Schork Oil Outlook: Chavez to the Rescue?
Hugo to the rescue… puhleeze!
In perusing the news before Thursday's open-outcry session, we came across a headline from Latin America’s most ardent Bolivarian. Apparently Hugo Chavez thinks the U.S. is distorting the situation in Libya “… to justify an invasion.”
As if the video being shown on CNN, BBC et al. has somehow been staged (perhaps on the old set from Capricorn One) by the U.S.
Why is the U.S. doing this… um, perhaps to compound all of that oil we allegedly siphoned out of Iraq?
We therefore just figured this was some tired Chavista boilerplate blabber and did not bother clicking on the story.
However, with Nymex crude oil moving lower yesterday we received two calls from the media asking if the selloff in oil was in anyway related to Chavez’ invitation to broker a peace plan between Gaddafi (a close ally to Chavez) and rebel forces in Libya.
By the close of trading yesterday this story had picked up legs. Be that as it may, we are incredulous to the notion that Chavez’ sophomoric attempt as some kind of half-a**ed Kissinger pushed oil prices lower yesterday. Besides, given the way he has mucked up Venezuela’s economy, Chavez has to talk oil prices higher, not lower.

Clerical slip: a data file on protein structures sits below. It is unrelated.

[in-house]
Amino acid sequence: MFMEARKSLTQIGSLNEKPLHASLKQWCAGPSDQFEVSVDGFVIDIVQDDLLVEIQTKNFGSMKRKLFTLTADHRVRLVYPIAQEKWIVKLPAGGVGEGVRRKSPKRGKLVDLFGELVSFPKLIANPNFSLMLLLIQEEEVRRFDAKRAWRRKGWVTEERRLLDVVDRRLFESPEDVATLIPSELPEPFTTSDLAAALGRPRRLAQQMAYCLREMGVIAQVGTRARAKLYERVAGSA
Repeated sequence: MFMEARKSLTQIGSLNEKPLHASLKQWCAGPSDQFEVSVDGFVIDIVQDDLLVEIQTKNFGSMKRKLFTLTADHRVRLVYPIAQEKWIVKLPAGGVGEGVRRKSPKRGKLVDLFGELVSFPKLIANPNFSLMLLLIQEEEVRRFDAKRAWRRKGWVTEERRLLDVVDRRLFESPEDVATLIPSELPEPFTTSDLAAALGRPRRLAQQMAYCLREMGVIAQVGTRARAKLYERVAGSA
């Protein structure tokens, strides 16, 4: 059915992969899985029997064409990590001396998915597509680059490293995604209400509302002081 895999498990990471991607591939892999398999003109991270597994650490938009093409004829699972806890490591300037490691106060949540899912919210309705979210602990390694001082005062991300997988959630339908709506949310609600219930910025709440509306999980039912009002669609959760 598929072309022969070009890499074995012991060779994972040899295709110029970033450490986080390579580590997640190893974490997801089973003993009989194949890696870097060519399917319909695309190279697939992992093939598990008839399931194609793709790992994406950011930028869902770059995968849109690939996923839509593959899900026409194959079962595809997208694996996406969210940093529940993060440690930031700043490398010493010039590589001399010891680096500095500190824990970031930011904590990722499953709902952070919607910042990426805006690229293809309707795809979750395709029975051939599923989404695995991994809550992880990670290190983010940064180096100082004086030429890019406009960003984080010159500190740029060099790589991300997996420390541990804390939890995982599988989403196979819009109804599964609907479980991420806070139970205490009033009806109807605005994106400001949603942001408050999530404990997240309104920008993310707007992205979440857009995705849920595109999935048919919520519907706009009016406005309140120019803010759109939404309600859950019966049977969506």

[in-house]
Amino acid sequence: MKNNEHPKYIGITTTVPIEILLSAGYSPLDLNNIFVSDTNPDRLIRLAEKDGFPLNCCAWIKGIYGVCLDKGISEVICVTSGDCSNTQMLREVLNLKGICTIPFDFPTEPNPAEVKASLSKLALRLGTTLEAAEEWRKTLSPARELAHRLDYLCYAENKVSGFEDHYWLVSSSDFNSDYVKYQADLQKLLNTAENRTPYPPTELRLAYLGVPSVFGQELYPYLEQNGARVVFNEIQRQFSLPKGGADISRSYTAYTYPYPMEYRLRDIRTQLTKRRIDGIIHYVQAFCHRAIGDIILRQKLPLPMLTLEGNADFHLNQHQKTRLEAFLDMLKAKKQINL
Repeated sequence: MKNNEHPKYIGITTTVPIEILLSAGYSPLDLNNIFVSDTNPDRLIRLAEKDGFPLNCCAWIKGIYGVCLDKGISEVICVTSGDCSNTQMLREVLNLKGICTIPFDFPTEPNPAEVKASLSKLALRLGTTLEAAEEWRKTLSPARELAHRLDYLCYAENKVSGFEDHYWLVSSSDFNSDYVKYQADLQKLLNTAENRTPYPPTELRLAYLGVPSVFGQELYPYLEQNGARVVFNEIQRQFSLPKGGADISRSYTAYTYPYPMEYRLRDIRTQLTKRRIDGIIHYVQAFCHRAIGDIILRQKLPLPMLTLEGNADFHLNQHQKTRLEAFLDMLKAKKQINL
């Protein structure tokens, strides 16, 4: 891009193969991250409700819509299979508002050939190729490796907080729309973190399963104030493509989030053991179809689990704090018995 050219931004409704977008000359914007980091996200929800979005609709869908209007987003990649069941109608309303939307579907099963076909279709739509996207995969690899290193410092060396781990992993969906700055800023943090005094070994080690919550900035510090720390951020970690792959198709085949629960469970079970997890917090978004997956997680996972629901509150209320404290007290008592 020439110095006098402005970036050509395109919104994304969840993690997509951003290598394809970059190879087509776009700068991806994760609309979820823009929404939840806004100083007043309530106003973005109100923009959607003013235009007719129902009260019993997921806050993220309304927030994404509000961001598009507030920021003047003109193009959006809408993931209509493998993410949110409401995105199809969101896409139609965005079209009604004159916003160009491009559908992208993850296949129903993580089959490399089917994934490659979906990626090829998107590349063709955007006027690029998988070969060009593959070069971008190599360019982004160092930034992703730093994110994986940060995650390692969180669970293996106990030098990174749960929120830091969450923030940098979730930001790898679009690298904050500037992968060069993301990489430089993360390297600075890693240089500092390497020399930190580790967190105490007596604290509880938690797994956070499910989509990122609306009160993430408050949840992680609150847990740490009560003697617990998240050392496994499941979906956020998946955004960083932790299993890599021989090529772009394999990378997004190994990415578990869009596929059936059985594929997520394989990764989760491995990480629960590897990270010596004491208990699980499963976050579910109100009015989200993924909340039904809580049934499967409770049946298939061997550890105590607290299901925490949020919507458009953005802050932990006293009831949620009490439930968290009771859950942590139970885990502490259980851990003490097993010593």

Today’s issue of The Schork Report proposes another reason for yesterday’s weakness.
Per last Friday’s Commitment of Traders Report from the CFTC, in the course of five trading sessions, from February 15th to the 22nd, oil speculators (managed money accounts) upped their net length by one-fourth to a record 206,023 contracts.
When you break that down, then what is actually happening is the investor class (e.g. perhaps the folks managing Wisconsin’s statewide pension fund) have promised to own 206,023,000 barrels of NYMEX spec crude oil at some point in the future.
Meanwhile, per Wednesday’s report from the DOE, storage at the NYMEX storage hub in Cushing, OK hit a record 38.6 MMbbls. The capacity at Cushing is under expansion, but for the time being the most reliable estimate of working capacity there is approximately 42 MMbbls.
Bottom line, if money managers investing on behalf of pension funds, college endowments, etc. want to take delivery of all of that oil they are currently on the hook for, then they will have to find space for 5.3 barrels for every 1 barrel of tank capacity… and that is not taking into account that storage at Cushing is already (virtually) maxed out.
Today’s Report sheds light on the looming weakness in oil… overextended commodity funds and most certainly not the delusional aspiration of an acolyte of a bankrupt political theory.
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Stephen Schork is the Editor of The Schork Reportand has more than 17 years experience in physical commodity and derivatives trading, risk systems modeling and structured commodity finance.